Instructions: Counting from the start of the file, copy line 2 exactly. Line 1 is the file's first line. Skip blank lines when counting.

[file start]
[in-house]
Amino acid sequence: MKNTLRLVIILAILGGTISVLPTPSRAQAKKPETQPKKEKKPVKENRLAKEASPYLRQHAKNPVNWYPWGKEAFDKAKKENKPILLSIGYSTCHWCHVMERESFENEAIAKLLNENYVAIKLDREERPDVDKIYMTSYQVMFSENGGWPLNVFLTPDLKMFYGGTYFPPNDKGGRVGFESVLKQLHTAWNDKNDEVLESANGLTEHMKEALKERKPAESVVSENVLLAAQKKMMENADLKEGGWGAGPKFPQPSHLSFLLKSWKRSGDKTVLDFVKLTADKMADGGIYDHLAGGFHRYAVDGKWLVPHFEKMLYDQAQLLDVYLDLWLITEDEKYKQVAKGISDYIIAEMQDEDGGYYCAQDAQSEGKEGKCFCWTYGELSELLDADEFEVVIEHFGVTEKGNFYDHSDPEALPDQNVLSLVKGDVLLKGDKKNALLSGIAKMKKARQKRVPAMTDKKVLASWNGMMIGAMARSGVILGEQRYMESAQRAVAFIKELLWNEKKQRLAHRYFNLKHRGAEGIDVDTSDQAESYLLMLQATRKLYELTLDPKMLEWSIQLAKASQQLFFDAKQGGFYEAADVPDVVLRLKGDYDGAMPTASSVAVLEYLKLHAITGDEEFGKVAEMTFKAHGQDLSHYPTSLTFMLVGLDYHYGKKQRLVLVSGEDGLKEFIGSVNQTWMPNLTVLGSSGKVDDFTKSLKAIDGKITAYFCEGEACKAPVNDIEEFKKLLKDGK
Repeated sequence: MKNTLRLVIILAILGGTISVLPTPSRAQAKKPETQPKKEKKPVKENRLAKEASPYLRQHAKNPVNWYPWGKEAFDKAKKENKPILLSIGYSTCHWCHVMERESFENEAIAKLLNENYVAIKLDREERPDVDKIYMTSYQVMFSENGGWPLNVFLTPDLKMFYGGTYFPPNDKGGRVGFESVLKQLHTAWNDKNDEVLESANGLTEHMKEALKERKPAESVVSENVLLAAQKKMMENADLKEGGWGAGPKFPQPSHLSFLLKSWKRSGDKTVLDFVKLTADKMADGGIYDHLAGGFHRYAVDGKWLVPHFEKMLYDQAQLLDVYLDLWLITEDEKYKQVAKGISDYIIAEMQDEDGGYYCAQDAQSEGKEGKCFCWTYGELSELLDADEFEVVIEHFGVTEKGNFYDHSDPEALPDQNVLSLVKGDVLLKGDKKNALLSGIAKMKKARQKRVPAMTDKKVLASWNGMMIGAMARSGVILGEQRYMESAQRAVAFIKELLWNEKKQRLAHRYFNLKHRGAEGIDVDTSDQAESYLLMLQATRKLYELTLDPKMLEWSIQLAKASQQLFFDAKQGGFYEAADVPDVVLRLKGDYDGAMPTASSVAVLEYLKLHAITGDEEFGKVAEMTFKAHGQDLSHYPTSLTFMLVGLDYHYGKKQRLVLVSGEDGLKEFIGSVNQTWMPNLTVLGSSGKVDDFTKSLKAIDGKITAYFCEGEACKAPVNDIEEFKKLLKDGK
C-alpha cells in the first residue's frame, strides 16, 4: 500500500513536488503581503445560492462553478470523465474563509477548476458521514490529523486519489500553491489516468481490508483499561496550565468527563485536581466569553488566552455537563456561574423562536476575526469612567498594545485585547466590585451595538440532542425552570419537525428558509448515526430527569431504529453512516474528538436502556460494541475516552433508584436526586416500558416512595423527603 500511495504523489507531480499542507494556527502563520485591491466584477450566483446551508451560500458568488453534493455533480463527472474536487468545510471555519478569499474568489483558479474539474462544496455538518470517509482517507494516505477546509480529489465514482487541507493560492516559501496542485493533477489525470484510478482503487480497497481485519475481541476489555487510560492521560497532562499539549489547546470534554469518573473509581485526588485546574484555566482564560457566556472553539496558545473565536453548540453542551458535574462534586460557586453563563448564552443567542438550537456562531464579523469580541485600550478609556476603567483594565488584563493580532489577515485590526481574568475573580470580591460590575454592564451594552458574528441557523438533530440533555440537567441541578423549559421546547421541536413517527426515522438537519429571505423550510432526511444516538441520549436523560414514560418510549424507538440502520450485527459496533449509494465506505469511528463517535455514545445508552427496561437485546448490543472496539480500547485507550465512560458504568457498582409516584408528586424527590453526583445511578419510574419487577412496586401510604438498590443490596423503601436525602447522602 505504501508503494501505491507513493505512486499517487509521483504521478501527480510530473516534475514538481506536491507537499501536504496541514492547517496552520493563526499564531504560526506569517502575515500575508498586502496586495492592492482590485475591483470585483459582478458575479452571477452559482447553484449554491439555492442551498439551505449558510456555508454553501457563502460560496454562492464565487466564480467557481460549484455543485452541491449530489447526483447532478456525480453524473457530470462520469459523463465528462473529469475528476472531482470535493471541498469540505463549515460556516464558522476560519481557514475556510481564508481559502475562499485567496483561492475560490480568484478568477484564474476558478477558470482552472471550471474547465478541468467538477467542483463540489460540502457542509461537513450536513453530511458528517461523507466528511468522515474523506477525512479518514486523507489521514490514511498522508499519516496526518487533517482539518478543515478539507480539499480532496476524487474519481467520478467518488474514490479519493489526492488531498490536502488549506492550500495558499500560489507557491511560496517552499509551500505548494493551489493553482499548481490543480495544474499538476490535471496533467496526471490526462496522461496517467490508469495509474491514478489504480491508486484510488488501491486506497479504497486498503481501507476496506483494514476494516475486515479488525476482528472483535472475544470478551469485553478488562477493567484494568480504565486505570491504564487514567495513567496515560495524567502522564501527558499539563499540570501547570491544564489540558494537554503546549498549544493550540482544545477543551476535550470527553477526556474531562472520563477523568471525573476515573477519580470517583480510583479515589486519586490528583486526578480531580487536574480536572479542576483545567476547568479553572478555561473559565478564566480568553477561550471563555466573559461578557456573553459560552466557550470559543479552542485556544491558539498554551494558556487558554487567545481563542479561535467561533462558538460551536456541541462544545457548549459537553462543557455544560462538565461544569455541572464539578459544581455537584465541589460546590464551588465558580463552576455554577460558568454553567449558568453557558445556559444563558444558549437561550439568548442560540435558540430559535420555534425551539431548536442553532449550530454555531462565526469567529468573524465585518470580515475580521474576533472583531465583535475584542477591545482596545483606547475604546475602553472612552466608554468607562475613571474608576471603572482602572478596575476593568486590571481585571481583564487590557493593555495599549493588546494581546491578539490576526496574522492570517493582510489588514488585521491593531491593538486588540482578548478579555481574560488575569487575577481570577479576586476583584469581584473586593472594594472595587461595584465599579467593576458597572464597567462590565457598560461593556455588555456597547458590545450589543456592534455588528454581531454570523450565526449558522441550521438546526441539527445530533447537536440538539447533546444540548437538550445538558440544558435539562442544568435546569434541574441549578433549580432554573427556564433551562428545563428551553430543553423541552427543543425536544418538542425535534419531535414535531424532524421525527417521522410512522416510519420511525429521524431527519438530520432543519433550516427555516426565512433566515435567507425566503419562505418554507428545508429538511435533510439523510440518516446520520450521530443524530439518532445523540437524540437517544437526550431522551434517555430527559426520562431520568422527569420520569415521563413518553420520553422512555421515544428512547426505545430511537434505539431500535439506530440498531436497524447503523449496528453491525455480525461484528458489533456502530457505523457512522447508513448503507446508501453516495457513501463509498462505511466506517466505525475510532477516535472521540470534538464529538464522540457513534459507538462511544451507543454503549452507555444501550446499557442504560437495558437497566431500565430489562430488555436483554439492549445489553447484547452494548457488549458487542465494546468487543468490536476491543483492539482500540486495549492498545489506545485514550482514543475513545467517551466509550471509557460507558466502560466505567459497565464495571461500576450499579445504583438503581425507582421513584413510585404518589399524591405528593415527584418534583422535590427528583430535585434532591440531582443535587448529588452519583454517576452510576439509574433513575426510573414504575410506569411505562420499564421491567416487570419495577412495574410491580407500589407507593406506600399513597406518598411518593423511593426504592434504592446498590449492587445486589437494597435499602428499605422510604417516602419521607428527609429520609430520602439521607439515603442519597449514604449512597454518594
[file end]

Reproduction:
Amino acid sequence: MKNTLRLVIILAILGGTISVLPTPSRAQAKKPETQPKKEKKPVKENRLAKEASPYLRQHAKNPVNWYPWGKEAFDKAKKENKPILLSIGYSTCHWCHVMERESFENEAIAKLLNENYVAIKLDREERPDVDKIYMTSYQVMFSENGGWPLNVFLTPDLKMFYGGTYFPPNDKGGRVGFESVLKQLHTAWNDKNDEVLESANGLTEHMKEALKERKPAESVVSENVLLAAQKKMMENADLKEGGWGAGPKFPQPSHLSFLLKSWKRSGDKTVLDFVKLTADKMADGGIYDHLAGGFHRYAVDGKWLVPHFEKMLYDQAQLLDVYLDLWLITEDEKYKQVAKGISDYIIAEMQDEDGGYYCAQDAQSEGKEGKCFCWTYGELSELLDADEFEVVIEHFGVTEKGNFYDHSDPEALPDQNVLSLVKGDVLLKGDKKNALLSGIAKMKKARQKRVPAMTDKKVLASWNGMMIGAMARSGVILGEQRYMESAQRAVAFIKELLWNEKKQRLAHRYFNLKHRGAEGIDVDTSDQAESYLLMLQATRKLYELTLDPKMLEWSIQLAKASQQLFFDAKQGGFYEAADVPDVVLRLKGDYDGAMPTASSVAVLEYLKLHAITGDEEFGKVAEMTFKAHGQDLSHYPTSLTFMLVGLDYHYGKKQRLVLVSGEDGLKEFIGSVNQTWMPNLTVLGSSGKVDDFTKSLKAIDGKITAYFCEGEACKAPVNDIEEFKKLLKDGK